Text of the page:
In Jesus of Nazareth, Part III (Holy Week), Pope Benedict XVI explains the meaning of Jesus’ saving death on the cross. An earlier, material notion of sacrifice (burnt offerings to God for the forgiveness of sins) gradually gave way to another, more spiritual notion, whereby human beings dedicate their entire existence – body, mind, and soul – to God: that is, perfect obedience. By its very nature, sacrifice of this sort is impossible for human beings to accomplish unaided. The Holy Father writes: “The Son becomes man and in his body bears the whole of humanity back to God. Only the incarnate Word, whose love is fulfilled on the Cross, is the new sacrifice, and in this obedience he draws us all with him and at the same time wipes away all our disobedience through his love.” (235) What a beautiful description of the theological, liturgical, and ethical dimensions of Jesus’ sacrifice: the Good Shepherd seeks out those who were lost, joins them to his prayer to the Father, and ultimately restores them to friendship with God.
One of the manifestations of “true sacrifice” for Christians is God’s mercy: both the experience and the practice of it. Today, the Church celebrates Divine Mercy Sunday in the spirit of St. Faustina, the early 20th-century nun and mystic. During the interim between the two World Wars, she preached devotion to the Divine Mercy, one that surpasses a shallow form of “empathy” or “do-good-ism.” She writes: “I feel tremendous pain when I see the sufferings of my neighbors. All my neighbors’ sufferings reverberate in my own heart; I carry their anguish in my heart in such a way that it even physically destroys me. I would like all their sorrows to fall upon me, in order to relieve my neighbor.” Just as Christ identifies with the “least” of his brothers and sisters, so much so that actions toward them are directed at him as well. Such profound compassion implies a sense of urgency to alleviate all forms of human suffering: physical, of course, but also mental, emotional, and spiritual as well.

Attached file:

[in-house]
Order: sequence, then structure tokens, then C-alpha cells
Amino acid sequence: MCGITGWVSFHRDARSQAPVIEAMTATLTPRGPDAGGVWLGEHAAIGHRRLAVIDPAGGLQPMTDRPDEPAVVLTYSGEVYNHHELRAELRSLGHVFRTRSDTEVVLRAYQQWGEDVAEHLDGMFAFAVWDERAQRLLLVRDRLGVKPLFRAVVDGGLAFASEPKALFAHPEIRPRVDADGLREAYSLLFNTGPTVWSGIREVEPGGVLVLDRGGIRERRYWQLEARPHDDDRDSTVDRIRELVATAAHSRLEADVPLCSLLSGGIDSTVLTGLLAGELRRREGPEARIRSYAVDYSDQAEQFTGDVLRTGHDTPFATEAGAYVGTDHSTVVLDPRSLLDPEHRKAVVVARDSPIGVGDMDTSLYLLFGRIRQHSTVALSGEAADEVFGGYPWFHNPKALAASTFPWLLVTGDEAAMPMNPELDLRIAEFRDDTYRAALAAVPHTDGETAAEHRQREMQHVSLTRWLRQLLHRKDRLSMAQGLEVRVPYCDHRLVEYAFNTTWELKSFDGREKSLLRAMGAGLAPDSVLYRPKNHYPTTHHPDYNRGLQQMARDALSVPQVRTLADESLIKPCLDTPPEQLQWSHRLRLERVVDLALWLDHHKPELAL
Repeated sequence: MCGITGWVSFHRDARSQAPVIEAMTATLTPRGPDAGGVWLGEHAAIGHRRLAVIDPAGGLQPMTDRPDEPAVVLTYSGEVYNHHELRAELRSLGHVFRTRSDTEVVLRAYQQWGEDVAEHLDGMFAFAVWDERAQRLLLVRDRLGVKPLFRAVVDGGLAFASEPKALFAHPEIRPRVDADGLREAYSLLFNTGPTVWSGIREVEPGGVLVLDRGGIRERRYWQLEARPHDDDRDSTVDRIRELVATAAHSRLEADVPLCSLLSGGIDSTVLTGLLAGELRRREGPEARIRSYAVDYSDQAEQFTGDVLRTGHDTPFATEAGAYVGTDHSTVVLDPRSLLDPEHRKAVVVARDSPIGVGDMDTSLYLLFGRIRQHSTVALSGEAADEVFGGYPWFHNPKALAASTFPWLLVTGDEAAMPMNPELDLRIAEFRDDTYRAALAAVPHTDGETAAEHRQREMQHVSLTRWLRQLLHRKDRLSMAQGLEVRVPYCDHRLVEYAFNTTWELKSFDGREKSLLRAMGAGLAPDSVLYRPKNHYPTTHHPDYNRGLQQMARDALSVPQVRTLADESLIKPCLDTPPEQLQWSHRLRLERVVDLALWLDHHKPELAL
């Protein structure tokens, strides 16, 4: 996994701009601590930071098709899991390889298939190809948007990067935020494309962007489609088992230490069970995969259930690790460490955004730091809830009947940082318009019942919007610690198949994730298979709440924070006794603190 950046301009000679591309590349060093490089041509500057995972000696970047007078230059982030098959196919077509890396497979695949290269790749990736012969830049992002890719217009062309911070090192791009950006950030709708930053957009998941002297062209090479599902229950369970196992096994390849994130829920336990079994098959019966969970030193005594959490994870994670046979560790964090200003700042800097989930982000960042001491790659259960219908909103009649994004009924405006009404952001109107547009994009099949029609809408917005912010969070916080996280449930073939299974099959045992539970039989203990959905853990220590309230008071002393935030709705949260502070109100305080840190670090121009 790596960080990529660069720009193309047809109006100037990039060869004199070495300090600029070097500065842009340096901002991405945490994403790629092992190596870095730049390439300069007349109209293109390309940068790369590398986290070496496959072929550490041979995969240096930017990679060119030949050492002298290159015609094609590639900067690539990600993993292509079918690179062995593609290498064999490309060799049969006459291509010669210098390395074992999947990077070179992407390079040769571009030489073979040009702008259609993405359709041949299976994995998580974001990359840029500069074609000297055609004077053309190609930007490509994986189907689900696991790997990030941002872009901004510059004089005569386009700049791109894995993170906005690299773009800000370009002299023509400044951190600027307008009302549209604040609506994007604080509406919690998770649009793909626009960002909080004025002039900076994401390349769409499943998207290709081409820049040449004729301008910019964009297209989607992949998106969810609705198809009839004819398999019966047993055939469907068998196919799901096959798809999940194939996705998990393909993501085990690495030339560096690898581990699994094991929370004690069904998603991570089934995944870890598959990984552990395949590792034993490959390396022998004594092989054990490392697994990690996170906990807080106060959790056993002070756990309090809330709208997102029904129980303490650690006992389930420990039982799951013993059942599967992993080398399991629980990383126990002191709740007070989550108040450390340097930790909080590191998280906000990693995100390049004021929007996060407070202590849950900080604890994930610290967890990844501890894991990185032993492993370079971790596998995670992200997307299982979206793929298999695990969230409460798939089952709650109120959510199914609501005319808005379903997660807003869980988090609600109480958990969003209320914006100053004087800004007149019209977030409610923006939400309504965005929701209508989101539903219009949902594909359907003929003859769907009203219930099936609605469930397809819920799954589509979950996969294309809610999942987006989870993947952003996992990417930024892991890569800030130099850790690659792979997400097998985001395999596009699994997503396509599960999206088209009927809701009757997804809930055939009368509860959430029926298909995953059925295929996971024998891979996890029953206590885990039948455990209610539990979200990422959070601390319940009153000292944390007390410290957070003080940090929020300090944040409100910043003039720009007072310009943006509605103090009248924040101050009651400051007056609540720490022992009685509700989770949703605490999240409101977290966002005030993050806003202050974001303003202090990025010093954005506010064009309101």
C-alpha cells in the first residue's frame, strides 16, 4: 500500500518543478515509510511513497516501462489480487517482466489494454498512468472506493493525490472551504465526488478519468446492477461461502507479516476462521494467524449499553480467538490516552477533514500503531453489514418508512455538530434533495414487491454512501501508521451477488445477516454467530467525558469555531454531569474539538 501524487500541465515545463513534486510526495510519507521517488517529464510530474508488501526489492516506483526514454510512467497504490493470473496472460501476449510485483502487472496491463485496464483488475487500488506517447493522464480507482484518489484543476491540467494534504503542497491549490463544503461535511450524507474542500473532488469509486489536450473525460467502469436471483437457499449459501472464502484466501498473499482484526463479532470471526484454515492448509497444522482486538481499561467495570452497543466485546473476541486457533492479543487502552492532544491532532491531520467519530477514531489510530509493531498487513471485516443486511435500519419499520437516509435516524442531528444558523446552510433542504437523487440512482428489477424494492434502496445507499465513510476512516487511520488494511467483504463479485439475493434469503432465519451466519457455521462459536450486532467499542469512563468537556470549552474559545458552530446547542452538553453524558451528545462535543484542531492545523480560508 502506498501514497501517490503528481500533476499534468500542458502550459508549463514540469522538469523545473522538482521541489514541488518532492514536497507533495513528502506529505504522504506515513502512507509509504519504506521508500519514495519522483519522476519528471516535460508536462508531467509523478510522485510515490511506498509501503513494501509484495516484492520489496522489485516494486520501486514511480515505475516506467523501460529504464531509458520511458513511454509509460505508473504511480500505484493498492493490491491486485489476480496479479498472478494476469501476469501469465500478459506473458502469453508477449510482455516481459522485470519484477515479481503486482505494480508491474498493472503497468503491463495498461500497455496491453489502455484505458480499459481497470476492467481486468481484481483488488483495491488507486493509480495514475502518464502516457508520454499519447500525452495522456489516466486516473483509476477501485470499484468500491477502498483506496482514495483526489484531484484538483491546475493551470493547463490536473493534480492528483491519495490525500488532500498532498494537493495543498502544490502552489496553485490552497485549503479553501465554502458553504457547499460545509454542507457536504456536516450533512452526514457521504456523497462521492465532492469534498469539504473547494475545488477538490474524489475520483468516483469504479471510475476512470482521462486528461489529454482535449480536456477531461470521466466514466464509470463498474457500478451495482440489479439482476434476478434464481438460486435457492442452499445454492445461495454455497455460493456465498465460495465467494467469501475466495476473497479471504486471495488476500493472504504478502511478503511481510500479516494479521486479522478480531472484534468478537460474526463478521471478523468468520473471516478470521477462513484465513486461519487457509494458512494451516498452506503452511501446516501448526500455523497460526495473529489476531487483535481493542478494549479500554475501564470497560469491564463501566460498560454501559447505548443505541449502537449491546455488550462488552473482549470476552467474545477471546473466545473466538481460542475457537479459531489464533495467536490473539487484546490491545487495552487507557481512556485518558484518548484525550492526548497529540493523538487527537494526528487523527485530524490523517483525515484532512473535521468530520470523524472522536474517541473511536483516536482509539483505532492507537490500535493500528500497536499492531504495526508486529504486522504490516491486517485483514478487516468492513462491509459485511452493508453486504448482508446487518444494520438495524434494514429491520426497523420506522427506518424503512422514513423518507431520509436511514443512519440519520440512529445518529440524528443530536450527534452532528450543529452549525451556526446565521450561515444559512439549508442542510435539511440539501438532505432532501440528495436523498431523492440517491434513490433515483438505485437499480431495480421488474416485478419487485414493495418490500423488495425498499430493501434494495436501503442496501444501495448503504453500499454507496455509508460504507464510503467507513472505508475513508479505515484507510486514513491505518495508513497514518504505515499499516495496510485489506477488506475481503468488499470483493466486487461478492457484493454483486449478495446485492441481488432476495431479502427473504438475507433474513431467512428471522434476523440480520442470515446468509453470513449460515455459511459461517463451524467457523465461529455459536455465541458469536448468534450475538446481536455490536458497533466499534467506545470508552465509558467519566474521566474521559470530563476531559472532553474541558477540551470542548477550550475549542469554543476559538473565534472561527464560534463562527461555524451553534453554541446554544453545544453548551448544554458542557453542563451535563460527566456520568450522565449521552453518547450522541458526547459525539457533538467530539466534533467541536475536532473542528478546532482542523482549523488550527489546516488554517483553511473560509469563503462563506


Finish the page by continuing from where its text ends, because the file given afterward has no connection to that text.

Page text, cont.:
A sense of urgent identification with the suffering members of Christ’s Body, therefore, tempers our Easter joy, given the horrific attacks that claimed the lives of almost 300 Christians in Sri Lanka last Sunday. The act is all the more cruel owing to the vulnerability of these people, engaged as they were in the worship of almighty God on Easter Sunday itself. Christianity is officially the most widely persecuted religion in the world today. Of course, we do not believe that one life is more “valuable” than another, but we have to ask whether it is responsible to accept hostility, both explicit and implicit, toward the Church as the “new normal.” A sense of outrage at injustice is certainly consistent with the compassion and mercy Christ would have us demonstrate toward our neighbor. Indeed, it is only because we can identify with others on a deep level – the meaning of Cardinal Newman’s motto, Cor ad Cor Loquitur (“Heart Speaks to Heart”) – that we actually do something about the misery of the human condition. It is no coincidence that virtually every institution dedicated to the corporal and spiritual works of mercy were born within the structures of Roman Catholicism.
As we rejoice in the victory of Christ over Death, we do well to pause and pray for our brothers and sisters in Sri Lanka. We who have embraced the Cross of Christ should consider how best to herald the Divine Mercy in our own corner of the world.